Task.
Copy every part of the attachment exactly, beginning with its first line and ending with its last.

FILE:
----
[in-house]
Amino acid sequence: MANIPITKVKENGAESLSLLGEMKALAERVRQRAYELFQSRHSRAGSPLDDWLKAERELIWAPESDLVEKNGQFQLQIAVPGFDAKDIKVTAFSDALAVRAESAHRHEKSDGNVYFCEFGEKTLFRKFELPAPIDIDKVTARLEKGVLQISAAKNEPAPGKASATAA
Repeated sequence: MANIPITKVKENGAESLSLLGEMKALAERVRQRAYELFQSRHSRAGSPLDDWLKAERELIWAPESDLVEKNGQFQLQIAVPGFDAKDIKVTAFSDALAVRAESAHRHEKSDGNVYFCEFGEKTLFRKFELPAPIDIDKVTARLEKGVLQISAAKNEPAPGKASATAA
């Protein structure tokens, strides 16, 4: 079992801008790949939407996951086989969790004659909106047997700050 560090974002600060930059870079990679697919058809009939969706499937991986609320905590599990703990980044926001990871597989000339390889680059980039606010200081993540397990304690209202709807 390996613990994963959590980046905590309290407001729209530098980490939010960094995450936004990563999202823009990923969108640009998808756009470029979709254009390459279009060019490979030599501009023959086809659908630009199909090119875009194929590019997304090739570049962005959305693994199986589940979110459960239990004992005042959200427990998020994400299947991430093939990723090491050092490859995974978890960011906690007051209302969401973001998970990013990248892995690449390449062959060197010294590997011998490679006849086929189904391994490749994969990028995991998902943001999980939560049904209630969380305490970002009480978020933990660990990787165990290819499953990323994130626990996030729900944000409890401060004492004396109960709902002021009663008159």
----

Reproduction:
[in-house]
Amino acid sequence: MANIPITKVKENGAESLSLLGEMKALAERVRQRAYELFQSRHSRAGSPLDDWLKAERELIWAPESDLVEKNGQFQLQIAVPGFDAKDIKVTAFSDALAVRAESAHRHEKSDGNVYFCEFGEKTLFRKFELPAPIDIDKVTARLEKGVLQISAAKNEPAPGKASATAA
Repeated sequence: MANIPITKVKENGAESLSLLGEMKALAERVRQRAYELFQSRHSRAGSPLDDWLKAERELIWAPESDLVEKNGQFQLQIAVPGFDAKDIKVTAFSDALAVRAESAHRHEKSDGNVYFCEFGEKTLFRKFELPAPIDIDKVTARLEKGVLQISAAKNEPAPGKASATAA
């Protein structure tokens, strides 16, 4: 079992801008790949939407996951086989969790004659909106047997700050 560090974002600060930059870079990679697919058809009939969706499937991986609320905590599990703990980044926001990871597989000339390889680059980039606010200081993540397990304690209202709807 390996613990994963959590980046905590309290407001729209530098980490939010960094995450936004990563999202823009990923969108640009998808756009470029979709254009390459279009060019490979030599501009023959086809659908630009199909090119875009194929590019997304090739570049962005959305693994199986589940979110459960239990004992005042959200427990998020994400299947991430093939990723090491050092490859995974978890960011906690007051209302969401973001998970990013990248892995690449390449062959060197010294590997011998490679006849086929189904391994490749994969990028995991998902943001999980939560049904209630969380305490970002009480978020933990660990990787165990290819499953990323994130626990996030729900944000409890401060004492004396109960709902002021009663008159």